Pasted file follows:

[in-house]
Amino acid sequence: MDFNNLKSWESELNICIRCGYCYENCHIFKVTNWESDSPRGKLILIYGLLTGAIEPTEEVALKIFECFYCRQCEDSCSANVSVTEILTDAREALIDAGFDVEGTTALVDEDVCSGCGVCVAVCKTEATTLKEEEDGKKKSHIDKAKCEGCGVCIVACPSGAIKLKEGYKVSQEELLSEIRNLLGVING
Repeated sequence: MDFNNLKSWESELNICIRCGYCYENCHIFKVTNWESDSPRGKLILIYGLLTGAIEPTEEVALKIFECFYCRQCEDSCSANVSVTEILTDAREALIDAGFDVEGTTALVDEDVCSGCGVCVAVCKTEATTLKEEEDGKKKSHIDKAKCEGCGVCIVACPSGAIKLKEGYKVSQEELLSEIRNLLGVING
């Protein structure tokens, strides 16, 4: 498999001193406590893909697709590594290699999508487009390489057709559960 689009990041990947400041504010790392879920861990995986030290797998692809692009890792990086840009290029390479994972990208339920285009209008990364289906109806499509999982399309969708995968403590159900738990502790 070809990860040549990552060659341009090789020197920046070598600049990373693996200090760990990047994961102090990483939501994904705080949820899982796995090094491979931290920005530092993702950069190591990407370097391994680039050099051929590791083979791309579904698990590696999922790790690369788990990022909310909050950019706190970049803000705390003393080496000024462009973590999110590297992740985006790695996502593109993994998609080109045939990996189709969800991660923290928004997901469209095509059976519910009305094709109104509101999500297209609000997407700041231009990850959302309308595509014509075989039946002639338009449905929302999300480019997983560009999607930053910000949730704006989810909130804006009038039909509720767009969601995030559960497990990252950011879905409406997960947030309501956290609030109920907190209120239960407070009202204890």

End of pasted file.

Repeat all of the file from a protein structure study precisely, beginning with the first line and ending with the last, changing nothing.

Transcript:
[in-house]
Amino acid sequence: MDFNNLKSWESELNICIRCGYCYENCHIFKVTNWESDSPRGKLILIYGLLTGAIEPTEEVALKIFECFYCRQCEDSCSANVSVTEILTDAREALIDAGFDVEGTTALVDEDVCSGCGVCVAVCKTEATTLKEEEDGKKKSHIDKAKCEGCGVCIVACPSGAIKLKEGYKVSQEELLSEIRNLLGVING
Repeated sequence: MDFNNLKSWESELNICIRCGYCYENCHIFKVTNWESDSPRGKLILIYGLLTGAIEPTEEVALKIFECFYCRQCEDSCSANVSVTEILTDAREALIDAGFDVEGTTALVDEDVCSGCGVCVAVCKTEATTLKEEEDGKKKSHIDKAKCEGCGVCIVACPSGAIKLKEGYKVSQEELLSEIRNLLGVING
């Protein structure tokens, strides 16, 4: 498999001193406590893909697709590594290699999508487009390489057709559960 689009990041990947400041504010790392879920861990995986030290797998692809692009890792990086840009290029390479994972990208339920285009209008990364289906109806499509999982399309969708995968403590159900738990502790 070809990860040549990552060659341009090789020197920046070598600049990373693996200090760990990047994961102090990483939501994904705080949820899982796995090094491979931290920005530092993702950069190591990407370097391994680039050099051929590791083979791309579904698990590696999922790790690369788990990022909310909050950019706190970049803000705390003393080496000024462009973590999110590297992740985006790695996502593109993994998609080109045939990996189709969800991660923290928004997901469209095509059976519910009305094709109104509101999500297209609000997407700041231009990850959302309308595509014509075989039946002639338009449905929302999300480019997983560009999607930053910000949730704006989810909130804006009038039909509720767009969601995030559960497990990252950011879905409406997960947030309501956290609030109920907190209120239960407070009202204890």